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Are Some People Predisposed to Negative Thinking?

Week after week, a client enters your office and repeats the same litany of complaints and concerns, rehashing a history that frames him as a victim of circumstances or people at every turn. You often feel as if you are in a real life version of the film “Groundhog Day,” only this time, you are spared the repetitious rendition of Sonny and Cher singing, “I Got You, Babe.”

As a caring professional, you do your best to be attentive and supportive; using all of the tools at your disposal. On occasion, you are able to make headway, but the client seems to slide back into the familiar pessimism.

An apt analogy is that of a person wearing glasses. If she put her glasses on in the morning and they are smudged and dirty, that would be the way she would view the world. If, on the other hand, she cleaned them before putting them on, the rest of the day, her visual perspective would itself be clear.

Do you have clients who are the king or queen of ‘yes but…’?  No matter what suggestion you offer, they respond with “You don’t understand, if I do this, then that will occur.”

It could be anything from having a difficult conversation with a loved one, to asking for a well -deserved raise at work. They would rather remain in the familiar, if limiting pattern, with the mindset that if they don’t ask, then they can’t be disappointed with the answer.

They may also be so accustomed to said disappointment that to have positive experiences might feel unnatural in the same way that folding your hands together with one thumb over the other and then switching to the other position might create a sense of anxiety, since you are not accustomed to it.

Why Is This Happening?

An article in The New York Times explains that some people are inclined to remember the negative over the positive to such an extent that happier memories are submerged. According to Clifford Nass, a professor of communication at Stanford University. “Some people do have a more positive outlook, but almost everyone remembers negative things more strongly and in more detail.”

“The brain handles positive and negative information in different hemispheres,” said Professor Nass, who co-authored The Man Who Lied to His Laptop: What Machines Teach Us About Human Relationships.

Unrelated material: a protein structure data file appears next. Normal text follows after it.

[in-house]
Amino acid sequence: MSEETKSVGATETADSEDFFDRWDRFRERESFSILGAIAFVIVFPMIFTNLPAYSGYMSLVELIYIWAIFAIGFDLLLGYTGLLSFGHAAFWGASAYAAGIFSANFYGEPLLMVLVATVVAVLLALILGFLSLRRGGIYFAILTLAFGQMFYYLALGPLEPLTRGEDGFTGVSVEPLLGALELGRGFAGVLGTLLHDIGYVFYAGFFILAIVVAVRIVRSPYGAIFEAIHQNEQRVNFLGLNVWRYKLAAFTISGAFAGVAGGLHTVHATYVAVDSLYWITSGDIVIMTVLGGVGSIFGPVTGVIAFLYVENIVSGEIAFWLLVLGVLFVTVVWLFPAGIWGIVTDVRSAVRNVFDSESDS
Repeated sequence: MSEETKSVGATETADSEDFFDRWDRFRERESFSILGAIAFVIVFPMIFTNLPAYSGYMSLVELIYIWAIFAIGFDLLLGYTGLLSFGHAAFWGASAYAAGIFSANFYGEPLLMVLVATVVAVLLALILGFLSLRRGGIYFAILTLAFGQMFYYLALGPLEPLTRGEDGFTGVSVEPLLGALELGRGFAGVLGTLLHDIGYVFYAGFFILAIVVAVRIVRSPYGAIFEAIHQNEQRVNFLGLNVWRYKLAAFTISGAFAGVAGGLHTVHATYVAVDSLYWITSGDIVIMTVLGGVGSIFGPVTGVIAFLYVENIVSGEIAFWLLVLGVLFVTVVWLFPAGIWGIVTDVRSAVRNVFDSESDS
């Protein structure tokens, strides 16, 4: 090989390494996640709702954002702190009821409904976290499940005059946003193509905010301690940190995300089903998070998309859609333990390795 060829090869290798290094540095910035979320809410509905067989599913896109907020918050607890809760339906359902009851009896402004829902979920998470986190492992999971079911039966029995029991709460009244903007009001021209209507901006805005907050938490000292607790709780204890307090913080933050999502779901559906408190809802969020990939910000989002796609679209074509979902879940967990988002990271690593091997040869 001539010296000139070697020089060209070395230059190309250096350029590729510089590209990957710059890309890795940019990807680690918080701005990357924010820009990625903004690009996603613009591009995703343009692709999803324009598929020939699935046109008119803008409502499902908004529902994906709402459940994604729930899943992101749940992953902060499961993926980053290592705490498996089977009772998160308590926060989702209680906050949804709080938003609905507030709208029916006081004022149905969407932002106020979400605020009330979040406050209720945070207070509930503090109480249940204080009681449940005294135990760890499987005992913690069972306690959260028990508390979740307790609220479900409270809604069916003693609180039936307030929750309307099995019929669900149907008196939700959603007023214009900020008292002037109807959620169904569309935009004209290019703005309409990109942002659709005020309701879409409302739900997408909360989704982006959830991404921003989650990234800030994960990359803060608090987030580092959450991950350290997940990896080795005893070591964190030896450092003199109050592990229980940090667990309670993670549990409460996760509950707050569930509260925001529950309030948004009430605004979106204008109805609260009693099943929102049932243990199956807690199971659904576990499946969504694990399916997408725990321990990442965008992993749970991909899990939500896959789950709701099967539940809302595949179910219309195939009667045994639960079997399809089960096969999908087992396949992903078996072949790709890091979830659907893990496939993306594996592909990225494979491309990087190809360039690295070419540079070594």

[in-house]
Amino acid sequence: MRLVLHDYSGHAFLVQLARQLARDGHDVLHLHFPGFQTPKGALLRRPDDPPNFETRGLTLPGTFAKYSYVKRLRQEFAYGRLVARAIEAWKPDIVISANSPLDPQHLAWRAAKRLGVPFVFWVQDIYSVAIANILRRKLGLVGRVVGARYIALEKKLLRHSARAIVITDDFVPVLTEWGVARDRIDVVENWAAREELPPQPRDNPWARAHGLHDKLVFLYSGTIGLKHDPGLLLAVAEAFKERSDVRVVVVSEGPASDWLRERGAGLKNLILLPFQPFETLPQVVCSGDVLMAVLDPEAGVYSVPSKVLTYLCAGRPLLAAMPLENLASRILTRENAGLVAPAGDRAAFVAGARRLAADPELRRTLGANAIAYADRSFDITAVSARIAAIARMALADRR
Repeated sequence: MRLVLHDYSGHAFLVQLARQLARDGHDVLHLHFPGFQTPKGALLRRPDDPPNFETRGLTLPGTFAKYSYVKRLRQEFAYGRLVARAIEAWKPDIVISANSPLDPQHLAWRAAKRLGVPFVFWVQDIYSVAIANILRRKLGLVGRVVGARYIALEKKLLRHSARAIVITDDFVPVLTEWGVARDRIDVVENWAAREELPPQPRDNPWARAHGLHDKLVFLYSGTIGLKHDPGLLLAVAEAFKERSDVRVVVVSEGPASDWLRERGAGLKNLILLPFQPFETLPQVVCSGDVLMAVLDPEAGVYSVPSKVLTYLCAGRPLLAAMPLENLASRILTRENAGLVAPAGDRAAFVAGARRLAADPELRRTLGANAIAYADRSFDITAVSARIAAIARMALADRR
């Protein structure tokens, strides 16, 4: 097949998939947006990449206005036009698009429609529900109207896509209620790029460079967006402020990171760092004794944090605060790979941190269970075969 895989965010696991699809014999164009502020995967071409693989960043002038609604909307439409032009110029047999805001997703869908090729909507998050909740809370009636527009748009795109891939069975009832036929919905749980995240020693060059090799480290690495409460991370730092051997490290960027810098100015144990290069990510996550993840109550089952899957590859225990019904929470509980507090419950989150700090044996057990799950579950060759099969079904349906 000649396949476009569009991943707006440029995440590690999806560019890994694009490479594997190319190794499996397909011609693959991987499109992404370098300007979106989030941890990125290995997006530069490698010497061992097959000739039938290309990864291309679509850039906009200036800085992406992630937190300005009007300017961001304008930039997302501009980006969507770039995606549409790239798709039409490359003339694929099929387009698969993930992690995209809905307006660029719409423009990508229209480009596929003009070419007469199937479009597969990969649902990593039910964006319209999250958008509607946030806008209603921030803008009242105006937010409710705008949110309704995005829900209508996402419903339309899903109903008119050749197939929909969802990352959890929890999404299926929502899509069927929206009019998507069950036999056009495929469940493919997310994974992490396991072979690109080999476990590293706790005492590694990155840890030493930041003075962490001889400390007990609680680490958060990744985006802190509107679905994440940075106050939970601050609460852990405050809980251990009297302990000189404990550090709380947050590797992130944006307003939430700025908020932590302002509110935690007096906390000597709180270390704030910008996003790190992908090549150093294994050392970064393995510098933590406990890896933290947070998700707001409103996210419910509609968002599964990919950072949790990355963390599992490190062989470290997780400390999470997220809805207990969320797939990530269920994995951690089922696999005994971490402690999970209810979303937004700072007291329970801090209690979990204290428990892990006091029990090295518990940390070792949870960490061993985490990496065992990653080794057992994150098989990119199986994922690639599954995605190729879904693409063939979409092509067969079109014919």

“Negative emotions generally involve more thinking, and the information is processed more thoroughly than positive ones, he said.

If that is the case, it could be expected that they overpower the positive, even if we might choose a brighter outlook.

One odd observation he made is that those who express negative bias are often viewed as more intelligent than those who are positive in their communication.

  “If I tell you that you are going to give a lecture before smarter people, you will say more negative things,” he said.

It’s in the Genes

A 2013 study out of University of British Columbia, that was published in Psychological Science shines a light on a dark subject, as it reveals that there is a genetic composition to the tendency to see life through a negative lens. The gene that has such a powerful impact is called ADRA2b deletion variant, which influences the hormone and neurotransmitter norepinephrine.

Negativity Bias at Work

Peter Van Houten, M.D. medical director of the Sierra Family Medical Clinic explains it in this manner, “When the brain records a negative and a positive experience of the same intensity, the negative experience is usually encoded much more strongly in the brain than the positive experience.”

Further, he goes on to say, “Our emotions are processed by the limbic system of the brain and its related structures, including the amygdala. The amygdala is especially important, for it encodes our memories with an emotional charge. This encoding process has a negative bias. By this I mean that the amygdala puts down a much stronger overlay of memory for negative emotional experiences than for positive ones. Because of that stronger memory overlay for negative experiences, we can remember in much greater detail instances when we were frightened than when we were happy.”